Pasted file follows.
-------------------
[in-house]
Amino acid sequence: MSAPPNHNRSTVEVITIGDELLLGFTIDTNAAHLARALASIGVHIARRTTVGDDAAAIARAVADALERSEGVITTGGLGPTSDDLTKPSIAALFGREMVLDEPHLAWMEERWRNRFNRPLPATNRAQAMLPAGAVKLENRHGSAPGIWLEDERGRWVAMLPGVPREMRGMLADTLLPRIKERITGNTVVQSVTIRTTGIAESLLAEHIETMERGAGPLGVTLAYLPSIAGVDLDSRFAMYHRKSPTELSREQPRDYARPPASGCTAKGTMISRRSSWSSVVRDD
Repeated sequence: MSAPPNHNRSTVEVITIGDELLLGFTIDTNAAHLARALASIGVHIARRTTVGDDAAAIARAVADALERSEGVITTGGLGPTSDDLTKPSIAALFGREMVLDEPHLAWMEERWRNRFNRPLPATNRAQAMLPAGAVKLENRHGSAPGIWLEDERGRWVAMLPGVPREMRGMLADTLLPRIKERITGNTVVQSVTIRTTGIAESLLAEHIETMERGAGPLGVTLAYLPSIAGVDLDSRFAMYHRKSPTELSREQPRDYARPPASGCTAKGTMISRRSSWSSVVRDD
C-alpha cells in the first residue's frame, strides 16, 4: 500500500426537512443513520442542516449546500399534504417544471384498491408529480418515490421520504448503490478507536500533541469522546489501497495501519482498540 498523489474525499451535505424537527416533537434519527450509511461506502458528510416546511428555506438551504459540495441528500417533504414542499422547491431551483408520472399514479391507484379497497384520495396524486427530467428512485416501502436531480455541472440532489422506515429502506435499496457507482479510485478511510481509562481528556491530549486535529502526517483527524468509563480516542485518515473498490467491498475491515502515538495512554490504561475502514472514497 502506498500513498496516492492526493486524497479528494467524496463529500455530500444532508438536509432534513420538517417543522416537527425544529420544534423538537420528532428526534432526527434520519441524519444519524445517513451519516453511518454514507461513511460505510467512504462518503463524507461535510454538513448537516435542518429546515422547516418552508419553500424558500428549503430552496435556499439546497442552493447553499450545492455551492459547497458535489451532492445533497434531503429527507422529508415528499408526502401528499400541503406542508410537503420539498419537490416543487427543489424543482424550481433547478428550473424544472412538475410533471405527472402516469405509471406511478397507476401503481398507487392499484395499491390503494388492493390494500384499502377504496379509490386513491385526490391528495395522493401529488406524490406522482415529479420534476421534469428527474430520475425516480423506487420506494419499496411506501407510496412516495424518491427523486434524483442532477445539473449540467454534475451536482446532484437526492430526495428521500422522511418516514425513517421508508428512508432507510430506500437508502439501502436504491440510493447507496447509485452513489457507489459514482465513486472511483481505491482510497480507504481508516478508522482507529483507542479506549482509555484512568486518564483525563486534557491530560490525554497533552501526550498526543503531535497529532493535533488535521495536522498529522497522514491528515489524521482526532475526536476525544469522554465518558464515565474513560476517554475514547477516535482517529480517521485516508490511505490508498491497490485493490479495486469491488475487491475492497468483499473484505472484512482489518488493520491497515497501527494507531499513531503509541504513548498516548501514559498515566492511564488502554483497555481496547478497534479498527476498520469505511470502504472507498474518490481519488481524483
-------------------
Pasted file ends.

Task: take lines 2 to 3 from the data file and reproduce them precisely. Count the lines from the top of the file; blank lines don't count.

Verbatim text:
Amino acid sequence: MSAPPNHNRSTVEVITIGDELLLGFTIDTNAAHLARALASIGVHIARRTTVGDDAAAIARAVADALERSEGVITTGGLGPTSDDLTKPSIAALFGREMVLDEPHLAWMEERWRNRFNRPLPATNRAQAMLPAGAVKLENRHGSAPGIWLEDERGRWVAMLPGVPREMRGMLADTLLPRIKERITGNTVVQSVTIRTTGIAESLLAEHIETMERGAGPLGVTLAYLPSIAGVDLDSRFAMYHRKSPTELSREQPRDYARPPASGCTAKGTMISRRSSWSSVVRDD
Repeated sequence: MSAPPNHNRSTVEVITIGDELLLGFTIDTNAAHLARALASIGVHIARRTTVGDDAAAIARAVADALERSEGVITTGGLGPTSDDLTKPSIAALFGREMVLDEPHLAWMEERWRNRFNRPLPATNRAQAMLPAGAVKLENRHGSAPGIWLEDERGRWVAMLPGVPREMRGMLADTLLPRIKERITGNTVVQSVTIRTTGIAESLLAEHIETMERGAGPLGVTLAYLPSIAGVDLDSRFAMYHRKSPTELSREQPRDYARPPASGCTAKGTMISRRSSWSSVVRDD